The Information Commissioner’s Office has published new guidance explaining how an organisation can use legitimate interest as the basis for processing data.
The new guidance is part of the regulator’s wider GDPR. It says legitimate interest is one of six bases, and applies when you need to use some data in order for your business to function.
It can be used in some circumstances to justify fundraising when an organisation does not have opt-in consent. The ICO says it is likely to apply as the basis for direct marketing, and gives an example of when it might be used by a fundraiser.
The guidance says legitimate interest is not necessarily applicable when contacting individuals via text or email, which require you to have opt-in consent, because they are governed by the Privacy and Electronic Communications Regulation.
The ICO says legitimate interest may be the most appropriate basis to use to process an individual’s data when:
- The processing is not required by law but is of a clear benefit to you or others
- There’s a limited privacy impact on the individual
- The individual should reasonably expect you to use their data in that way
- You cannot, or do not want to, give the individual full upfront control (ie consent) or bother them with disruptive consent requests when they are unlikely to object to the processing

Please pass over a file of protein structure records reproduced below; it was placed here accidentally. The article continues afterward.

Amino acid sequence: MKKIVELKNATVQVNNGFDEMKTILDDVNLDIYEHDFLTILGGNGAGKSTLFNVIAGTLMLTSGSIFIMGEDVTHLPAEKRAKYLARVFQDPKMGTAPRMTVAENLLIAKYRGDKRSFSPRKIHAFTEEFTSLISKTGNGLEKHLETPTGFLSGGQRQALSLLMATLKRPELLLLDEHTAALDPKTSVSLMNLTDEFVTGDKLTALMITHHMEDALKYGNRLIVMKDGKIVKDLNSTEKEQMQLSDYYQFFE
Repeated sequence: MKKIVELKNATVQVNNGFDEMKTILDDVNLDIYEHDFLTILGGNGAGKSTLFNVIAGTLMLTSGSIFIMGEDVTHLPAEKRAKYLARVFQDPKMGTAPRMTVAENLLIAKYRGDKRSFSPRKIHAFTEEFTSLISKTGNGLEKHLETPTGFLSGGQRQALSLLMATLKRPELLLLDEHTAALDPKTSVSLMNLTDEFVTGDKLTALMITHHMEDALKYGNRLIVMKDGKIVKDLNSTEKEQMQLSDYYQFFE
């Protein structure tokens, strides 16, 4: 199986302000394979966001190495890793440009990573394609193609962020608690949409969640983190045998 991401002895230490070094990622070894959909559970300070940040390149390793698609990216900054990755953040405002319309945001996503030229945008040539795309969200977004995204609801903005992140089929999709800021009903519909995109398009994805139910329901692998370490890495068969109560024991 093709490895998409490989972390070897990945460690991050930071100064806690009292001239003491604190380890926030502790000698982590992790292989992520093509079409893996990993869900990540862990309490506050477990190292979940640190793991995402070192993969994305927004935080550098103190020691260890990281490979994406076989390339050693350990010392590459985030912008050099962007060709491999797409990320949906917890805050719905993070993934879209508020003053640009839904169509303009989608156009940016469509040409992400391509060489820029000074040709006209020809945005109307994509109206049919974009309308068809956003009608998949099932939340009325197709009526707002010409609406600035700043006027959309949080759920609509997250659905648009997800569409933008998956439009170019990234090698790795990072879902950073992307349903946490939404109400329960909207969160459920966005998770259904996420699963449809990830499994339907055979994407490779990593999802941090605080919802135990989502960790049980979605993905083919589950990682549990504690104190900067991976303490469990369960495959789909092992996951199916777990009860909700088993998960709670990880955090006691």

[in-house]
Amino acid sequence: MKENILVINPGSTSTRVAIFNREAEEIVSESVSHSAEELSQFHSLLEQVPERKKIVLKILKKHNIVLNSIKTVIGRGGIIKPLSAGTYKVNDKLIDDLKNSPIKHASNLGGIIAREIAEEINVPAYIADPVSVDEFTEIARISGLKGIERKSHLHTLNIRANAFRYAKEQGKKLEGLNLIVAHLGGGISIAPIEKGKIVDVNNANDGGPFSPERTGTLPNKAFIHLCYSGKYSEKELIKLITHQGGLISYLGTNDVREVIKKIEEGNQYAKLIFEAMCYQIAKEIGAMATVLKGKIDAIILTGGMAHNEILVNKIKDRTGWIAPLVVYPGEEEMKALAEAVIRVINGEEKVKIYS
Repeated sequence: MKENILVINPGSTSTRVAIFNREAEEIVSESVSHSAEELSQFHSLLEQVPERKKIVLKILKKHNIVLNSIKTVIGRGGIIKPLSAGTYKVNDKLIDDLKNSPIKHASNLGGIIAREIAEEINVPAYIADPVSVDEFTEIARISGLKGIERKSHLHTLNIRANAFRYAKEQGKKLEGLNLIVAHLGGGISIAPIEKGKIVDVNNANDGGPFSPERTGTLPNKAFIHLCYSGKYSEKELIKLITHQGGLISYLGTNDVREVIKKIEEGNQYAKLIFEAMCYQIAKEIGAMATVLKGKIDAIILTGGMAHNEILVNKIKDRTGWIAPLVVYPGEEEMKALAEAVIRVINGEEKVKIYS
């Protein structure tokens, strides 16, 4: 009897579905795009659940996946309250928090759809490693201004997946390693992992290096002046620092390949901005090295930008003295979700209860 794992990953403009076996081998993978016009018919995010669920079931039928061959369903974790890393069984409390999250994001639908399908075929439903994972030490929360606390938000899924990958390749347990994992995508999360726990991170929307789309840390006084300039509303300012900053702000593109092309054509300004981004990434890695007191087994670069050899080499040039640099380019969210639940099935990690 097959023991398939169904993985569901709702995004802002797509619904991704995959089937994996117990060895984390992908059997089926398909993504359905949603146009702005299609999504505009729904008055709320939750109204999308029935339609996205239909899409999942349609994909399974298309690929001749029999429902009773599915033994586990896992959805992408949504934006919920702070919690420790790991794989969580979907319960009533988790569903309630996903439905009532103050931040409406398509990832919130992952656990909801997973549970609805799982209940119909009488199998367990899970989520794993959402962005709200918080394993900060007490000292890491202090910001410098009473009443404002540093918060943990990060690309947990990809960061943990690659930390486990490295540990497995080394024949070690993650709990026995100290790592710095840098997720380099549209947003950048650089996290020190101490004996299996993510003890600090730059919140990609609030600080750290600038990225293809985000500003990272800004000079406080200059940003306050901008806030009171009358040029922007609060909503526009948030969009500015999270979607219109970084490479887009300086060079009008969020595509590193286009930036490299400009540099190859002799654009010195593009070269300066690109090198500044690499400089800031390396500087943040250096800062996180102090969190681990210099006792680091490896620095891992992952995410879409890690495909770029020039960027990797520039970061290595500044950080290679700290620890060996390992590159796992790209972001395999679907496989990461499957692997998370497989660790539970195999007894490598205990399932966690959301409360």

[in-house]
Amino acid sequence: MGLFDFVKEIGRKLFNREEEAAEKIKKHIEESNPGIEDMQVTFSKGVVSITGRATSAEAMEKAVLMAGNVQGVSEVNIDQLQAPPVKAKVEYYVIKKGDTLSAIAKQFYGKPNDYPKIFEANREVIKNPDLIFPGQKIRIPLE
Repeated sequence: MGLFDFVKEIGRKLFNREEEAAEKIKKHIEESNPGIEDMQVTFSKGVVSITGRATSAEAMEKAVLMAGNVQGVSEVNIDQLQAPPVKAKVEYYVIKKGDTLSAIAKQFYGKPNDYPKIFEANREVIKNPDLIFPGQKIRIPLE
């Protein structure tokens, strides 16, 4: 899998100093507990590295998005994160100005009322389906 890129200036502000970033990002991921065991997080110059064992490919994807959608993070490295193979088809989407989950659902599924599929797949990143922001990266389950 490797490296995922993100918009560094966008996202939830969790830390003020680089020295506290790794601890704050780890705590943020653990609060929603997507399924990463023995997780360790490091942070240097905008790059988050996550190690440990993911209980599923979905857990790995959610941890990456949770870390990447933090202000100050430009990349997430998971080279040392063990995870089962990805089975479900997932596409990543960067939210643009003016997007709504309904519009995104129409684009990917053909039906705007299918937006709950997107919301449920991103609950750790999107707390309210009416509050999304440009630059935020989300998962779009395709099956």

If you use legitimate interest as the basis to process data, the guidance says, you must perform a “balancing test” to identify the value to your organisation against the disruption to the individual.
Example of legitimate interest
The ICO has given a worked example of how legitimate interest should be used for fundraising, as below:
A charity wants to send fundraising material by post to individuals who have donated to them in the past but have not previously objected to receiving marketing material from them.
The charity’s purpose of direct marketing to seek funds to further its cause is a legitimate interest.
The charity then looks at whether sending the mailing is necessary for its fundraising purpose. It decides that it is necessary to process contact details for this purpose, and that the mailing is a proportionate way of approaching individuals for donations.
The charity considers the balancing test and takes into account that the nature of the data being processed is names and addresses only, and that it would be reasonable for these individuals to expect that they may receive marketing material by post given their previous relationship.
The charity determines that the impact of a fundraising mailing on these individuals is likely to be minimal however it includes details in the mailing (and each subsequent one) about how individuals can opt out of receiving postal marketing in future.